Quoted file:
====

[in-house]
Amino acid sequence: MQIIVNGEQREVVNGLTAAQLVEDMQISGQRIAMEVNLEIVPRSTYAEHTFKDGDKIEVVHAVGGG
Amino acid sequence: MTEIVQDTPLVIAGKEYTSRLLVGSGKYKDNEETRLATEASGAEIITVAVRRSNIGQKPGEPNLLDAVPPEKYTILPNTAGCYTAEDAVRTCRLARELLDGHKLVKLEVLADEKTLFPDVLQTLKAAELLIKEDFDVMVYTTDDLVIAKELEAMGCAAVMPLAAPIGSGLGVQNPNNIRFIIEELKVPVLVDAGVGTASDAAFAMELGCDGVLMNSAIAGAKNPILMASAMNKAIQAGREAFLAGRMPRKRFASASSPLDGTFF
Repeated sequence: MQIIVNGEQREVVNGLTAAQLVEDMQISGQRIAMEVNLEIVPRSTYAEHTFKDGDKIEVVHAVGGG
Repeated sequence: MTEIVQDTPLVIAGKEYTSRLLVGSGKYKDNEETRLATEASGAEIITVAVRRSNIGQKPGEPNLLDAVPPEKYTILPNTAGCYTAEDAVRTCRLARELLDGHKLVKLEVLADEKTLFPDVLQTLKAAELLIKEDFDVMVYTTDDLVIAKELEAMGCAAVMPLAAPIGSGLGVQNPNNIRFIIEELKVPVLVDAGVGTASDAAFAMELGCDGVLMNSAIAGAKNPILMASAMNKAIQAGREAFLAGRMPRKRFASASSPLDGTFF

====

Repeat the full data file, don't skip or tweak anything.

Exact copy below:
[in-house]
Amino acid sequence: MQIIVNGEQREVVNGLTAAQLVEDMQISGQRIAMEVNLEIVPRSTYAEHTFKDGDKIEVVHAVGGG
Amino acid sequence: MTEIVQDTPLVIAGKEYTSRLLVGSGKYKDNEETRLATEASGAEIITVAVRRSNIGQKPGEPNLLDAVPPEKYTILPNTAGCYTAEDAVRTCRLARELLDGHKLVKLEVLADEKTLFPDVLQTLKAAELLIKEDFDVMVYTTDDLVIAKELEAMGCAAVMPLAAPIGSGLGVQNPNNIRFIIEELKVPVLVDAGVGTASDAAFAMELGCDGVLMNSAIAGAKNPILMASAMNKAIQAGREAFLAGRMPRKRFASASSPLDGTFF
Repeated sequence: MQIIVNGEQREVVNGLTAAQLVEDMQISGQRIAMEVNLEIVPRSTYAEHTFKDGDKIEVVHAVGGG
Repeated sequence: MTEIVQDTPLVIAGKEYTSRLLVGSGKYKDNEETRLATEASGAEIITVAVRRSNIGQKPGEPNLLDAVPPEKYTILPNTAGCYTAEDAVRTCRLARELLDGHKLVKLEVLADEKTLFPDVLQTLKAAELLIKEDFDVMVYTTDDLVIAKELEAMGCAAVMPLAAPIGSGLGVQNPNNIRFIIEELKVPVLVDAGVGTASDAAFAMELGCDGVLMNSAIAGAKNPILMASAMNKAIQAGREAFLAGRMPRKRFASASSPLDGTFF